Murdoch faces questions about 'poison pill'

Disgruntled shareholders withheld about 15% of their votes for a slate of News Corp. directors in protest over a “poison pill” provision enacted to prevent a hostile takeover by cable dealmaker John Malone.

In the company’s first annual meeting held in the United States, News Corp. chairman Rupert Murdoch faced down questions from shareholder activists and from a group that has filed suit accusing Murdoch of breaking a promise to put the “poison pill” provision to a vote if he extended it beyond a year.

“The whole point is the protection of small shareholders from someone coming in and taking over the company at depressed prices,” Murdoch said.

Malone accumulated 18% of the company’s voting shares late last year causing Murdoch to adopt the poison pill provision to make it prohibitively expensive to try a hostile takeover of the company. Trusts controlled by the Murdoch family own a controlling 30% stake in the company.

“We didn’t like a conglom creeping up on us and getting significant leverage. We felt it was important that if they want to do that they had better buy the whole company,” said Murdoch, who characterized the talks with Malone as “friendly,” but gave no timetable for a resolution of the issue.

Malone voted his shares in favor of the directors standing for election, helping to re-elect News Corp. chief operating officer Peter Chernin, DirecTV Group chief executive Chase Carey, British Airways chief executive Rod Eddington, and Andrew Knight, director of the Rothschild Investment Trust, to three-year terms.

But as one critic pointed out, if the “poison pill” was put to a shareholder vote, Malone could withhold his voting stake, making it that much tougher to enact the provision.

A representative of the Australian, U.S. and European shareholders suing the company over the “poison pill,” said shareholders may well have approved the measure if it had been put to a vote.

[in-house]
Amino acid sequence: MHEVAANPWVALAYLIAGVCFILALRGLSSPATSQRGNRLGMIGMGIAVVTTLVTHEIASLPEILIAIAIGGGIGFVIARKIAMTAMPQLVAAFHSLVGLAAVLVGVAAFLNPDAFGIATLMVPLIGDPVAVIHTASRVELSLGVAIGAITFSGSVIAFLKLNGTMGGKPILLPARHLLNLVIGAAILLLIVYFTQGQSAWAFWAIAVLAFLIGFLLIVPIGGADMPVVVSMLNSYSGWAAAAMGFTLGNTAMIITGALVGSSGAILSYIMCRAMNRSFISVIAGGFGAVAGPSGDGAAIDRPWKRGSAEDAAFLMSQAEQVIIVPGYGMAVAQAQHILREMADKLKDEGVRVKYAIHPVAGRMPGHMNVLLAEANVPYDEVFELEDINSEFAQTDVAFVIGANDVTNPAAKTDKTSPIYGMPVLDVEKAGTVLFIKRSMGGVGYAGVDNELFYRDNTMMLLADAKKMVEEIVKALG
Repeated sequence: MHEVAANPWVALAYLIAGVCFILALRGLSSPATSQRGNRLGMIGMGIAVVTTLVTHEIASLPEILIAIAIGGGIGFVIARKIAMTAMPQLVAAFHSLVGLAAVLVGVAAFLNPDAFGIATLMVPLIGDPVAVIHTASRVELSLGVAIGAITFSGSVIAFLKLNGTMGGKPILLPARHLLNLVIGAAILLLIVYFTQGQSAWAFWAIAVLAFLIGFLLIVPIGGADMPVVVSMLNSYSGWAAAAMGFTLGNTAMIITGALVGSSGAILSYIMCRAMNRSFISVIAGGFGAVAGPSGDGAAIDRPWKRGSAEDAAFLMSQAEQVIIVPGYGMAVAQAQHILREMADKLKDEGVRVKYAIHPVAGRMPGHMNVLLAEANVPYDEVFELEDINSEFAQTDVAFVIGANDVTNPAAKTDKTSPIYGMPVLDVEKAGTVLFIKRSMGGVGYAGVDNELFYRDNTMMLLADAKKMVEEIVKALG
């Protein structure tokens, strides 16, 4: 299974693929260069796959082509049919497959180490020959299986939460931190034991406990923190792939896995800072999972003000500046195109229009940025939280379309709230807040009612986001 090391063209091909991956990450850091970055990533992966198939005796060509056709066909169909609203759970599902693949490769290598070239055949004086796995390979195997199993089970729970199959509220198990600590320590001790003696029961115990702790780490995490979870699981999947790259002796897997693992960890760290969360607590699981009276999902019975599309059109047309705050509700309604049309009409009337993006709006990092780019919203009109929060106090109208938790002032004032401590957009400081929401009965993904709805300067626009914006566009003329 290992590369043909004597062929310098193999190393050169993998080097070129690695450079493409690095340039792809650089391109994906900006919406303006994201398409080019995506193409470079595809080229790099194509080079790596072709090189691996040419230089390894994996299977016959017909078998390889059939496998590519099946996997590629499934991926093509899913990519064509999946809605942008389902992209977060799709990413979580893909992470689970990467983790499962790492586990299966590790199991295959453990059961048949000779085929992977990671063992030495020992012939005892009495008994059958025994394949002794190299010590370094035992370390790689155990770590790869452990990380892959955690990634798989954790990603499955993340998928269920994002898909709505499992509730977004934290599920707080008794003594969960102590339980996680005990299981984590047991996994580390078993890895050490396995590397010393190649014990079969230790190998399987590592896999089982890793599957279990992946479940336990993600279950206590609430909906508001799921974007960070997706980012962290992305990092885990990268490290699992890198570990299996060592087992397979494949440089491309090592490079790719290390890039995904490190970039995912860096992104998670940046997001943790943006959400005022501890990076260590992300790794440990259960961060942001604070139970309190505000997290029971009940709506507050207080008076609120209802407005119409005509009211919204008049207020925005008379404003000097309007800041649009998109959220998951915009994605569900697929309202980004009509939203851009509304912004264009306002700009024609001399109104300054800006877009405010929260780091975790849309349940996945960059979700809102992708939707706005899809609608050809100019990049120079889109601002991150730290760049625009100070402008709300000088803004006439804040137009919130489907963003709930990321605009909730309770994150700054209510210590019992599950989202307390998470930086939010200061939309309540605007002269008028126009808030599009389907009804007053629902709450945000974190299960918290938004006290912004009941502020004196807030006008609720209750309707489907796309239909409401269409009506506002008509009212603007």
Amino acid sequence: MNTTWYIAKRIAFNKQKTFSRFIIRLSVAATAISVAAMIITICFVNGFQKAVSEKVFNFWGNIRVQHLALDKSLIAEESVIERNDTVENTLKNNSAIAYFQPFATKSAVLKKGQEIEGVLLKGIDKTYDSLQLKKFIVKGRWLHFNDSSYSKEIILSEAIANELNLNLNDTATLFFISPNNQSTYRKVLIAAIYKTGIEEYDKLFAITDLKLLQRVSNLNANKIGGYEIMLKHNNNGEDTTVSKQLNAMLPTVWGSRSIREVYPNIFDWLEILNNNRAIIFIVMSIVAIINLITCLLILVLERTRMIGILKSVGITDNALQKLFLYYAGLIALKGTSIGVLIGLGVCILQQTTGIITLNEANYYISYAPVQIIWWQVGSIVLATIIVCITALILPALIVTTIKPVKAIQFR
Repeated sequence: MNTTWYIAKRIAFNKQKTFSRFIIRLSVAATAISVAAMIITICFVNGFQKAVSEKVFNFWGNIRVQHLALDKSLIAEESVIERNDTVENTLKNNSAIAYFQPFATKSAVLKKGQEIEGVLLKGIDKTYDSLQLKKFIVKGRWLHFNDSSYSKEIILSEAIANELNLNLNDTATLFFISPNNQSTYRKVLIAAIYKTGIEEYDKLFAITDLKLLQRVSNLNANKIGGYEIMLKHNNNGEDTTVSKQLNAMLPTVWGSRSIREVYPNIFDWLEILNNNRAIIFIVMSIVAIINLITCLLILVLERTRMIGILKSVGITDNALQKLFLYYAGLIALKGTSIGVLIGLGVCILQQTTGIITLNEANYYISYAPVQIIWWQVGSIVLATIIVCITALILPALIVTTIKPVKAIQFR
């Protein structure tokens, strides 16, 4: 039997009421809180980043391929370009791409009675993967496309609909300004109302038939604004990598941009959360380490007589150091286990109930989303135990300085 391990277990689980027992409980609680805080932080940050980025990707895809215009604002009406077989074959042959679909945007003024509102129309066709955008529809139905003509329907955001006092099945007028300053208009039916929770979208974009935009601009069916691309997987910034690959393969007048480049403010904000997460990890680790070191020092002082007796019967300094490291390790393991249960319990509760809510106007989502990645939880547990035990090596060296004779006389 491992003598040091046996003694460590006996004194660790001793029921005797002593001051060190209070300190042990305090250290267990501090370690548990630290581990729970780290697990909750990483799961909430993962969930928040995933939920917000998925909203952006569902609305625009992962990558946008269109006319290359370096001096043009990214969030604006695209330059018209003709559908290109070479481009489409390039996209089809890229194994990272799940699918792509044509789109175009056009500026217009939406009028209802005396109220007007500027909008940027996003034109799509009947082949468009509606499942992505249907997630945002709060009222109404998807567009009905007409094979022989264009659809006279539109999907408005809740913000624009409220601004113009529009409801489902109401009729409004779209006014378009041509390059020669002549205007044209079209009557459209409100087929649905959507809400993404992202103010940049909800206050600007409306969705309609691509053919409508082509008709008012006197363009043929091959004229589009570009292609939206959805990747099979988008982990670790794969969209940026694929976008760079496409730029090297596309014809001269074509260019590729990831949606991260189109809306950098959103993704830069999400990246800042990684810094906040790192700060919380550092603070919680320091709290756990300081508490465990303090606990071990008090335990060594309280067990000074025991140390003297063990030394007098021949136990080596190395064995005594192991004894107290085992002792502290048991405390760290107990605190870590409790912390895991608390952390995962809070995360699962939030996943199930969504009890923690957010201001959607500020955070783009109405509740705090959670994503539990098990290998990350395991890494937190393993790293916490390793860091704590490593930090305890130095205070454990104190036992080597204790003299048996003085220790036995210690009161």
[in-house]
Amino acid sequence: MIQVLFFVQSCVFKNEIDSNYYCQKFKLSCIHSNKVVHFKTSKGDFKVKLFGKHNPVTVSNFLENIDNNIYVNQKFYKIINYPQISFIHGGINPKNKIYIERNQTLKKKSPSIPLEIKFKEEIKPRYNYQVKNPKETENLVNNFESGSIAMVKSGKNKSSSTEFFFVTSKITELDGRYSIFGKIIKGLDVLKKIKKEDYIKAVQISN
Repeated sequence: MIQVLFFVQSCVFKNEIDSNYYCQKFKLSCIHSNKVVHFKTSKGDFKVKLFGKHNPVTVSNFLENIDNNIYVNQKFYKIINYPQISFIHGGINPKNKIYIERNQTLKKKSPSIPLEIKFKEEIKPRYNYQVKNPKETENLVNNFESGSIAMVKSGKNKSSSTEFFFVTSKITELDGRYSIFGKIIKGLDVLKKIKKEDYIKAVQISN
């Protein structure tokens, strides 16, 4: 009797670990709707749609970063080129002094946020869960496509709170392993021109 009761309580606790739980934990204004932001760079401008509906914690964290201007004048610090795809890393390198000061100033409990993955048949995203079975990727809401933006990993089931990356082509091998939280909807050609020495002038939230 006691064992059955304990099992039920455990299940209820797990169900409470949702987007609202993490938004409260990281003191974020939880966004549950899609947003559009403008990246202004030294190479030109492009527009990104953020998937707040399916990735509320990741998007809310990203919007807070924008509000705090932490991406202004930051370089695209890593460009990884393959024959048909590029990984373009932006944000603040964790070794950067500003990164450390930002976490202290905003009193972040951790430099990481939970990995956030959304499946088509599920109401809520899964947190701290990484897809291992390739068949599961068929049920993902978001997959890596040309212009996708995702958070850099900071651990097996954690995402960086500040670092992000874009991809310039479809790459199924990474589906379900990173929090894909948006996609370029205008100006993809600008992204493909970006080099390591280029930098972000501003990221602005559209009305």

“Our objection is not to the poison pill itself but to the board’s complete disregard to its agreement to let the shareholders decide whether or not to extend the pill,” said Andrew Clearfield, president of Investment Initiatives, a corporate governance consultancy. “This is a fundamental issue of trust between the board and shareholders.”

Murdoch characterized the group as a small minority. “There has been no great outcry,” he said, noting that only one call out of hundreds into the News Corp. investor relations office had raised the issue.

At the heart of shareholder concerns is News Corp.’s depressed share price, which is trading around $15 a share, about half the value of its peak in 2000 during the Internet boom.

Murdoch touted the company’s record performance by every other financial measure, as well as initiatives to return value to shareholders. The company has bought back $1 billion of its own stock in the last four months and increased its dividend payout.

Among the company’s priority initiatives for the coming year are to integrate its recent Internet acquisitions and to launch a business news cable channel to take on CNBC.

Murdoch has spent $1.5 billion on Internet acquisitions over the last few months out of $2 billion budgeted to convert the company into an Internet powerhouse able to distribute TV, film and other entertainment digitally.

Murdoch said the company is still weighing the purchase of a search engine to complete the portfolio.

“We could acquire a search technology tomorrow, but that is not necessarily the right way to go and we have not made up our mind,” he said.

Chernin said the company is in negotiations with cable and satellite operators to get a channel position for a Fox-branded business channel, which they hope to launch in 2006. Negotiations for the channel may well be tied to new affiliate deals for Fox News Channel, many of which expire next year and which Murdoch expects to renew “at significantly higher prices.”

Murdoch spent the morning on the dais with son Lachlan, who left his executive position in the company in July, but who remains on the board.

Succession at the company, an issue often on the minds of shareholders, is not on Murdoch’s agenda.

“With great respect to everyone here, I don’t want to quit,” he said.

After facing a grilling from shareholders, followed by a press conference, Murdoch, 74, descended from the stage and embraced his wife, Wendi Deng, 36. As the two embraced before the cameras, the elder Murdoch asked, “Did I do OK?

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